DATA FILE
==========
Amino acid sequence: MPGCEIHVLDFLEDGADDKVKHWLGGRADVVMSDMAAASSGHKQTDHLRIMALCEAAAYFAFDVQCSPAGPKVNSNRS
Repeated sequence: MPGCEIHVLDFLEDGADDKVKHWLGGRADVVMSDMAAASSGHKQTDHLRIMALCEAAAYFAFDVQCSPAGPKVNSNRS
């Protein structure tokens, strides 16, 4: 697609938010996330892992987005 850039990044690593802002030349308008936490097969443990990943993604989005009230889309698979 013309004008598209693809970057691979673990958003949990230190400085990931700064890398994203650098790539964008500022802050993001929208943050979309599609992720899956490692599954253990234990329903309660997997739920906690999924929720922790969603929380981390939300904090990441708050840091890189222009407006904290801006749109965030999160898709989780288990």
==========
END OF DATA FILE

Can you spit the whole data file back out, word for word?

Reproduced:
Amino acid sequence: MPGCEIHVLDFLEDGADDKVKHWLGGRADVVMSDMAAASSGHKQTDHLRIMALCEAAAYFAFDVQCSPAGPKVNSNRS
Repeated sequence: MPGCEIHVLDFLEDGADDKVKHWLGGRADVVMSDMAAASSGHKQTDHLRIMALCEAAAYFAFDVQCSPAGPKVNSNRS
């Protein structure tokens, strides 16, 4: 697609938010996330892992987005 850039990044690593802002030349308008936490097969443990990943993604989005009230889309698979 013309004008598209693809970057691979673990958003949990230190400085990931700064890398994203650098790539964008500022802050993001929208943050979309599609992720899956490692599954253990234990329903309660997997739920906690999924929720922790969603929380981390939300904090990441708050840091890189222009407006904290801006749109965030999160898709989780288990």